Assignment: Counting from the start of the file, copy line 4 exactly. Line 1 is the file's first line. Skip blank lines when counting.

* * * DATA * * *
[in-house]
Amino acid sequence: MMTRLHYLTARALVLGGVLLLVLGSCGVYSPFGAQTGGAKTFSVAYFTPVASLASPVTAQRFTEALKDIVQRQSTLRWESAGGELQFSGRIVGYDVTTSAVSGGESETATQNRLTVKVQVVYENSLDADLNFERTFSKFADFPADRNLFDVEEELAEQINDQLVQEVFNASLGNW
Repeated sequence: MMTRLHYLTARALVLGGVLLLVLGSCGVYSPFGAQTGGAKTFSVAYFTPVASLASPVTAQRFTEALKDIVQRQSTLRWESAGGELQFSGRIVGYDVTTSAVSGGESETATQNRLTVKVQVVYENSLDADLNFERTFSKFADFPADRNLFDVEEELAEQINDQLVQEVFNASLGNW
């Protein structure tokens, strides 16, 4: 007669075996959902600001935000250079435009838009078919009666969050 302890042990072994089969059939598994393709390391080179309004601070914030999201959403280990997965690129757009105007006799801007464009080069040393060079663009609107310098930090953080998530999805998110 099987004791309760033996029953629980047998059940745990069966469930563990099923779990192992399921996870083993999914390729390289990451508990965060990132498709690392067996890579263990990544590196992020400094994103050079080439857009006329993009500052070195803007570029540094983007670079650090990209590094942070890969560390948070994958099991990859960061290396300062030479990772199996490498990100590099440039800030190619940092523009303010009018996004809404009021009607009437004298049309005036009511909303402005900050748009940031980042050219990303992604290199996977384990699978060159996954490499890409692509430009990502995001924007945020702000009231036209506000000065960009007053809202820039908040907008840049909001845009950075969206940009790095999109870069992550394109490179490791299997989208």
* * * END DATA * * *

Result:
């Protein structure tokens, strides 16, 4: 007669075996959902600001935000250079435009838009078919009666969050 302890042990072994089969059939598994393709390391080179309004601070914030999201959403280990997965690129757009105007006799801007464009080069040393060079663009609107310098930090953080998530999805998110 099987004791309760033996029953629980047998059940745990069966469930563990099923779990192992399921996870083993999914390729390289990451508990965060990132498709690392067996890579263990990544590196992020400094994103050079080439857009006329993009500052070195803007570029540094983007670079650090990209590094942070890969560390948070994958099991990859960061290396300062030479990772199996490498990100590099440039800030190619940092523009303010009018996004809404009021009607009437004298049309005036009511909303402005900050748009940031980042050219990303992604290199996977384990699978060159996954490499890409692509430009990502995001924007945020702000009231036209506000000065960009007053809202820039908040907008840049909001845009950075969206940009790095999109870069992550394109490179490791299997989208």